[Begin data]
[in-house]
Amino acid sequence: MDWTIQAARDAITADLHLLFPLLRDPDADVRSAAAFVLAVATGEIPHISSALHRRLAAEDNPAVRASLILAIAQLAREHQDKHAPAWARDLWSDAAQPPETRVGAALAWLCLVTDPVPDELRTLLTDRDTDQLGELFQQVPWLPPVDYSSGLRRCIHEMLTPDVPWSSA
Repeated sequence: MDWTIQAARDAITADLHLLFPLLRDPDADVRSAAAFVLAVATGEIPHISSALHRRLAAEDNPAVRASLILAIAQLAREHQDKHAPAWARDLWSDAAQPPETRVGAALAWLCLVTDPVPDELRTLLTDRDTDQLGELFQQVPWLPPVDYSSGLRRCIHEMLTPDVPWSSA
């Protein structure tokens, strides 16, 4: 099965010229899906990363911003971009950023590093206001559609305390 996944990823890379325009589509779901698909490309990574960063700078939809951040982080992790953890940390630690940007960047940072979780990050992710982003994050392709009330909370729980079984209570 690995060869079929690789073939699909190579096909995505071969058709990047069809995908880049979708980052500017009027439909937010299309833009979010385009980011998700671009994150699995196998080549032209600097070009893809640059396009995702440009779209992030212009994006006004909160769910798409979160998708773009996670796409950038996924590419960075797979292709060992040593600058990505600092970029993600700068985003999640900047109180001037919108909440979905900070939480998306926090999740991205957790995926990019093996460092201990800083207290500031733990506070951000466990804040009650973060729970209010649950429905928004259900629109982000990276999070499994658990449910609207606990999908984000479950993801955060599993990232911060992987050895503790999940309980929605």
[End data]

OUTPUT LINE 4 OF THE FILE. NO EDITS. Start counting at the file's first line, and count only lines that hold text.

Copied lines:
């Protein structure tokens, strides 16, 4: 099965010229899906990363911003971009950023590093206001559609305390 996944990823890379325009589509779901698909490309990574960063700078939809951040982080992790953890940390630690940007960047940072979780990050992710982003994050392709009330909370729980079984209570 690995060869079929690789073939699909190579096909995505071969058709990047069809995908880049979708980052500017009027439909937010299309833009979010385009980011998700671009994150699995196998080549032209600097070009893809640059396009995702440009779209992030212009994006006004909160769910798409979160998708773009996670796409950038996924590419960075797979292709060992040593600058990505600092970029993600700068985003999640900047109180001037919108909440979905900070939480998306926090999740991205957790995926990019093996460092201990800083207290500031733990506070951000466990804040009650973060729970209010649950429905928004259900629109982000990276999070499994658990449910609207606990999908984000479950993801955060599993990232911060992987050895503790999940309980929605």